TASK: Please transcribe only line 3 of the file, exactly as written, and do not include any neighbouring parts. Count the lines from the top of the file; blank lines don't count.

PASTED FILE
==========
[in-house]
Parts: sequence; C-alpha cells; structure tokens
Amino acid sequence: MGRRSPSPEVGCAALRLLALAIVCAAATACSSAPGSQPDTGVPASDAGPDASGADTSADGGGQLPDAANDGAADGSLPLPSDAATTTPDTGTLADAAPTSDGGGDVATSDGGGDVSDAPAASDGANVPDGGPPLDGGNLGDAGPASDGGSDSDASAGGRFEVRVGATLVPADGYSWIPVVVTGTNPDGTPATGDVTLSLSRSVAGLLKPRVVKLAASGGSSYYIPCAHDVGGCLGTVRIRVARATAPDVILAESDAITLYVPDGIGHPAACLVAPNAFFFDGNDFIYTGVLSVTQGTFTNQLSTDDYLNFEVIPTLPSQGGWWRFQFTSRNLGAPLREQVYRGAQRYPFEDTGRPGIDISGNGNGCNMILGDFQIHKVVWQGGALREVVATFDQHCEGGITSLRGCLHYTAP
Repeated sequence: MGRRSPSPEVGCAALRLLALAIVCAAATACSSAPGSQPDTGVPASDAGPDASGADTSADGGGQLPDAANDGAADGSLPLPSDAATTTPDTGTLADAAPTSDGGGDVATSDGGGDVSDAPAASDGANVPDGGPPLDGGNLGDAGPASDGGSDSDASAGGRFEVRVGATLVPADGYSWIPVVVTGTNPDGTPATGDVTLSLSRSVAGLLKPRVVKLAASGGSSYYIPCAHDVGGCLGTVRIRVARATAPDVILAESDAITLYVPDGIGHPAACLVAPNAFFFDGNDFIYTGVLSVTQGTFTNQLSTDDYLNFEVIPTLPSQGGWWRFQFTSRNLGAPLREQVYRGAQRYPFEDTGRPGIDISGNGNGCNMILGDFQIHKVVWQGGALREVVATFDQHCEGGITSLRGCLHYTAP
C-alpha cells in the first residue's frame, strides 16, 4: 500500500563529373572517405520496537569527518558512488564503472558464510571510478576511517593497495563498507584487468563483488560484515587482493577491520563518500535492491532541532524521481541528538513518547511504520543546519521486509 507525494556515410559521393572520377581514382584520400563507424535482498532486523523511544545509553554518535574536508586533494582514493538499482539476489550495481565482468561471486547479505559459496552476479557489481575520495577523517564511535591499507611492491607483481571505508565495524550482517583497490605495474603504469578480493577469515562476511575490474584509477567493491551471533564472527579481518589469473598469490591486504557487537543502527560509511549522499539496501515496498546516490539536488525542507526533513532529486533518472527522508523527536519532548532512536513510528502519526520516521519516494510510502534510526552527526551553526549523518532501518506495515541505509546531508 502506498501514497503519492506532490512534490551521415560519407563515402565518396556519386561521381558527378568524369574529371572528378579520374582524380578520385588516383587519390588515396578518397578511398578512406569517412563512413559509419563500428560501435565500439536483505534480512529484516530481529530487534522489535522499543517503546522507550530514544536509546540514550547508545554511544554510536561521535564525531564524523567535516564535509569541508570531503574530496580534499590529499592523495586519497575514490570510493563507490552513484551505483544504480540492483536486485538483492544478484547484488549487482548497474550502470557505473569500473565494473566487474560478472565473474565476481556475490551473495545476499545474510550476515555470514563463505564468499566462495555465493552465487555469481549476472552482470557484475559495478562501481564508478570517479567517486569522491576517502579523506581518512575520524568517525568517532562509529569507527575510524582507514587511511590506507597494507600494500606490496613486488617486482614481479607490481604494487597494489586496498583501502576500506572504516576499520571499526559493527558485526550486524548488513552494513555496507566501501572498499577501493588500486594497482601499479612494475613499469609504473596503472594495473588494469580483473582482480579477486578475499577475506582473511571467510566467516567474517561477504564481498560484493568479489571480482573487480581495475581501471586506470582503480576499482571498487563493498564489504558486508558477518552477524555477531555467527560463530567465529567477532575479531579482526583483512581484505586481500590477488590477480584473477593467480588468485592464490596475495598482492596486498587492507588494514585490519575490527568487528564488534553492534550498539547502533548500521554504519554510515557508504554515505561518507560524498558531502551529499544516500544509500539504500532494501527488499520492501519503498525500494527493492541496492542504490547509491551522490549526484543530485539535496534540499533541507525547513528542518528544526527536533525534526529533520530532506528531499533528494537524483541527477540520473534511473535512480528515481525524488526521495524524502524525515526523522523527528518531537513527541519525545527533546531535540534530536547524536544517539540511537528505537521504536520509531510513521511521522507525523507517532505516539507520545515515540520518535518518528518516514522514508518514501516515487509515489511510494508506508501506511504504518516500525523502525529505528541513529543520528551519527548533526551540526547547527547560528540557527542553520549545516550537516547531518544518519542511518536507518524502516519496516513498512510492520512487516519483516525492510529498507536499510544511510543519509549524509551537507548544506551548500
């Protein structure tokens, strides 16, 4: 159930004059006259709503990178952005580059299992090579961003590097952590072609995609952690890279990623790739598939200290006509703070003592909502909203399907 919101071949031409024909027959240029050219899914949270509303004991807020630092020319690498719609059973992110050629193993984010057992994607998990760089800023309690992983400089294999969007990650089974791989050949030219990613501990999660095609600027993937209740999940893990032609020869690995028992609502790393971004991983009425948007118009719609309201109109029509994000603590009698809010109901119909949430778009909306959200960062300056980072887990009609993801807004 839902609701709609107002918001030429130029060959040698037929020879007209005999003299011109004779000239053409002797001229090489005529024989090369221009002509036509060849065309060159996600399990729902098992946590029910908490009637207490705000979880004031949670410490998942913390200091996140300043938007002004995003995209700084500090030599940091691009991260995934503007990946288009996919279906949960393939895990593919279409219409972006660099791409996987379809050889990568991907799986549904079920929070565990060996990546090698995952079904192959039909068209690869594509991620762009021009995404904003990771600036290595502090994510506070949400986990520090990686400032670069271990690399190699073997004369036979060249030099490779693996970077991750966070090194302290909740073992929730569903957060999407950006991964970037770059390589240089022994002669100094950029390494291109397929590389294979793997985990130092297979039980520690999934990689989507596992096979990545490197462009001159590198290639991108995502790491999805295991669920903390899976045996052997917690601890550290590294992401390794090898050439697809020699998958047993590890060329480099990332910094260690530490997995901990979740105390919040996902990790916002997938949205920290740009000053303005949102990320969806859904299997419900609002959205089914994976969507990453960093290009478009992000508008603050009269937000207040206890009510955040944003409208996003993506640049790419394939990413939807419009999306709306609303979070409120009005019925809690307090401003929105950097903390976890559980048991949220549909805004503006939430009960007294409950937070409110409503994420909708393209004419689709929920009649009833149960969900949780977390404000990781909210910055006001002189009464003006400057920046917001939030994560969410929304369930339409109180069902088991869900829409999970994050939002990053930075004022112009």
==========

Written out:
Amino acid sequence: MGRRSPSPEVGCAALRLLALAIVCAAATACSSAPGSQPDTGVPASDAGPDASGADTSADGGGQLPDAANDGAADGSLPLPSDAATTTPDTGTLADAAPTSDGGGDVATSDGGGDVSDAPAASDGANVPDGGPPLDGGNLGDAGPASDGGSDSDASAGGRFEVRVGATLVPADGYSWIPVVVTGTNPDGTPATGDVTLSLSRSVAGLLKPRVVKLAASGGSSYYIPCAHDVGGCLGTVRIRVARATAPDVILAESDAITLYVPDGIGHPAACLVAPNAFFFDGNDFIYTGVLSVTQGTFTNQLSTDDYLNFEVIPTLPSQGGWWRFQFTSRNLGAPLREQVYRGAQRYPFEDTGRPGIDISGNGNGCNMILGDFQIHKVVWQGGALREVVATFDQHCEGGITSLRGCLHYTAP